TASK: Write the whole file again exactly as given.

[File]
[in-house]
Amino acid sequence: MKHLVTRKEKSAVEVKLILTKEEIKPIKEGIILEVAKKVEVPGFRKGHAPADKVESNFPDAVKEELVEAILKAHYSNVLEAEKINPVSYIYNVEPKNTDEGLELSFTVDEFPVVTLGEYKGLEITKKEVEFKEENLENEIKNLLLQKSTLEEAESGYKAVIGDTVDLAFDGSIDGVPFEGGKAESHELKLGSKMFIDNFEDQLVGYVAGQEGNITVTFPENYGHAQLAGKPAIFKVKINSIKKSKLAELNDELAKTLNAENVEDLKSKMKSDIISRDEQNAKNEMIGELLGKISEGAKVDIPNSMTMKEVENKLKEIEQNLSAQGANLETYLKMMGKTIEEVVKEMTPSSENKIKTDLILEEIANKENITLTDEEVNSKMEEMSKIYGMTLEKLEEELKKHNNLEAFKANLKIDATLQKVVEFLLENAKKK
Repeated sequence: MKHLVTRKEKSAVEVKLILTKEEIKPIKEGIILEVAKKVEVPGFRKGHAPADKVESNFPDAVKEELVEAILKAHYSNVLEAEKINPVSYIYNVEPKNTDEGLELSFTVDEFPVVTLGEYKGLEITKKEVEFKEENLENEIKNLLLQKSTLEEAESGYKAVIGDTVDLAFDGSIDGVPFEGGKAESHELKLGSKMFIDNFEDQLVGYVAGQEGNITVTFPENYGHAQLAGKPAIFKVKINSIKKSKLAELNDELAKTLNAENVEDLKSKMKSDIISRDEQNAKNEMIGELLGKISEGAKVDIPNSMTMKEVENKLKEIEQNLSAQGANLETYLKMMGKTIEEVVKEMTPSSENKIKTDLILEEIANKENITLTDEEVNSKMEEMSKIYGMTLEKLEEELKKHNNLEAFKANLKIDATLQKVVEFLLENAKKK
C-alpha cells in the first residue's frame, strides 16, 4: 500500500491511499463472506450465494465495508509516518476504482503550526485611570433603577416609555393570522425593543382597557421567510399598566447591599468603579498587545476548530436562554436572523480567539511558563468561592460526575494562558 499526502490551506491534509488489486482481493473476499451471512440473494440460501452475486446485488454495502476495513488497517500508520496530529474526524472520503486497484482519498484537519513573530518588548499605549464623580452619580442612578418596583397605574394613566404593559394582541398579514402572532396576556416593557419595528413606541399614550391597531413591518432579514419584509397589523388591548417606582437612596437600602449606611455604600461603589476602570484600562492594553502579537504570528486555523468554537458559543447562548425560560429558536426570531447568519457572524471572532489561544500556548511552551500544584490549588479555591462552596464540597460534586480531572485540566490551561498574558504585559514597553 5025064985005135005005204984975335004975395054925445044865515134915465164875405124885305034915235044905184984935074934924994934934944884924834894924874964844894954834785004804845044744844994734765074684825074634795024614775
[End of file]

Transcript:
[in-house]
Amino acid sequence: MKHLVTRKEKSAVEVKLILTKEEIKPIKEGIILEVAKKVEVPGFRKGHAPADKVESNFPDAVKEELVEAILKAHYSNVLEAEKINPVSYIYNVEPKNTDEGLELSFTVDEFPVVTLGEYKGLEITKKEVEFKEENLENEIKNLLLQKSTLEEAESGYKAVIGDTVDLAFDGSIDGVPFEGGKAESHELKLGSKMFIDNFEDQLVGYVAGQEGNITVTFPENYGHAQLAGKPAIFKVKINSIKKSKLAELNDELAKTLNAENVEDLKSKMKSDIISRDEQNAKNEMIGELLGKISEGAKVDIPNSMTMKEVENKLKEIEQNLSAQGANLETYLKMMGKTIEEVVKEMTPSSENKIKTDLILEEIANKENITLTDEEVNSKMEEMSKIYGMTLEKLEEELKKHNNLEAFKANLKIDATLQKVVEFLLENAKKK
Repeated sequence: MKHLVTRKEKSAVEVKLILTKEEIKPIKEGIILEVAKKVEVPGFRKGHAPADKVESNFPDAVKEELVEAILKAHYSNVLEAEKINPVSYIYNVEPKNTDEGLELSFTVDEFPVVTLGEYKGLEITKKEVEFKEENLENEIKNLLLQKSTLEEAESGYKAVIGDTVDLAFDGSIDGVPFEGGKAESHELKLGSKMFIDNFEDQLVGYVAGQEGNITVTFPENYGHAQLAGKPAIFKVKINSIKKSKLAELNDELAKTLNAENVEDLKSKMKSDIISRDEQNAKNEMIGELLGKISEGAKVDIPNSMTMKEVENKLKEIEQNLSAQGANLETYLKMMGKTIEEVVKEMTPSSENKIKTDLILEEIANKENITLTDEEVNSKMEEMSKIYGMTLEKLEEELKKHNNLEAFKANLKIDATLQKVVEFLLENAKKK
C-alpha cells in the first residue's frame, strides 16, 4: 500500500491511499463472506450465494465495508509516518476504482503550526485611570433603577416609555393570522425593543382597557421567510399598566447591599468603579498587545476548530436562554436572523480567539511558563468561592460526575494562558 499526502490551506491534509488489486482481493473476499451471512440473494440460501452475486446485488454495502476495513488497517500508520496530529474526524472520503486497484482519498484537519513573530518588548499605549464623580452619580442612578418596583397605574394613566404593559394582541398579514402572532396576556416593557419595528413606541399614550391597531413591518432579514419584509397589523388591548417606582437612596437600602449606611455604600461603589476602570484600562492594553502579537504570528486555523468554537458559543447562548425560560429558536426570531447568519457572524471572532489561544500556548511552551500544584490549588479555591462552596464540597460534586480531572485540566490551561498574558504585559514597553 5025064985005135005005204984975335004975395054925445044865515134915465164875405124885305034915235044905184984935074934924994934934944884924834894924874964844894954834785004804845044744844994734765074684825074634795024614775